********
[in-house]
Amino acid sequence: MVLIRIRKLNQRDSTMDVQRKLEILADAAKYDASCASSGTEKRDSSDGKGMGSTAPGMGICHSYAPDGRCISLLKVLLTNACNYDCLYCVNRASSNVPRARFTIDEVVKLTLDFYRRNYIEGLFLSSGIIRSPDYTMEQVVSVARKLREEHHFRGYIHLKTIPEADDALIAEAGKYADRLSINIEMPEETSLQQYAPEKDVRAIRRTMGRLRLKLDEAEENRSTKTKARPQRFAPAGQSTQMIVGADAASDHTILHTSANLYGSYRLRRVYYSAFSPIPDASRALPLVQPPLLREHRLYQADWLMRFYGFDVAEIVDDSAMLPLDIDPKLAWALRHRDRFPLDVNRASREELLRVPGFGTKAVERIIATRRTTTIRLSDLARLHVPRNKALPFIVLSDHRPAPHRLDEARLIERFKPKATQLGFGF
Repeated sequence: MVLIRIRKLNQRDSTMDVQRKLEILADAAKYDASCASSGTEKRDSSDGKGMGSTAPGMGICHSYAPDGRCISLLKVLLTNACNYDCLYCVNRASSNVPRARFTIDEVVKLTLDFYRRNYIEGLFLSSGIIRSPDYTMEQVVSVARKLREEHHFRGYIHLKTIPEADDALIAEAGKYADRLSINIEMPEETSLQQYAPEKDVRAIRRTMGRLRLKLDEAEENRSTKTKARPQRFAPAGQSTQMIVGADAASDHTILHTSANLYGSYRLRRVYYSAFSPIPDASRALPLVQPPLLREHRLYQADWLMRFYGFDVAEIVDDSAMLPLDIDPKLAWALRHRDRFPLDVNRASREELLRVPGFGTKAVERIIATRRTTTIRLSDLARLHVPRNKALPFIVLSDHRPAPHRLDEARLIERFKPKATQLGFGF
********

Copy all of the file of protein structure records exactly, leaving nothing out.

[in-house]
Amino acid sequence: MVLIRIRKLNQRDSTMDVQRKLEILADAAKYDASCASSGTEKRDSSDGKGMGSTAPGMGICHSYAPDGRCISLLKVLLTNACNYDCLYCVNRASSNVPRARFTIDEVVKLTLDFYRRNYIEGLFLSSGIIRSPDYTMEQVVSVARKLREEHHFRGYIHLKTIPEADDALIAEAGKYADRLSINIEMPEETSLQQYAPEKDVRAIRRTMGRLRLKLDEAEENRSTKTKARPQRFAPAGQSTQMIVGADAASDHTILHTSANLYGSYRLRRVYYSAFSPIPDASRALPLVQPPLLREHRLYQADWLMRFYGFDVAEIVDDSAMLPLDIDPKLAWALRHRDRFPLDVNRASREELLRVPGFGTKAVERIIATRRTTTIRLSDLARLHVPRNKALPFIVLSDHRPAPHRLDEARLIERFKPKATQLGFGF
Repeated sequence: MVLIRIRKLNQRDSTMDVQRKLEILADAAKYDASCASSGTEKRDSSDGKGMGSTAPGMGICHSYAPDGRCISLLKVLLTNACNYDCLYCVNRASSNVPRARFTIDEVVKLTLDFYRRNYIEGLFLSSGIIRSPDYTMEQVVSVARKLREEHHFRGYIHLKTIPEADDALIAEAGKYADRLSINIEMPEETSLQQYAPEKDVRAIRRTMGRLRLKLDEAEENRSTKTKARPQRFAPAGQSTQMIVGADAASDHTILHTSANLYGSYRLRRVYYSAFSPIPDASRALPLVQPPLLREHRLYQADWLMRFYGFDVAEIVDDSAMLPLDIDPKLAWALRHRDRFPLDVNRASREELLRVPGFGTKAVERIIATRRTTTIRLSDLARLHVPRNKALPFIVLSDHRPAPHRLDEARLIERFKPKATQLGFGF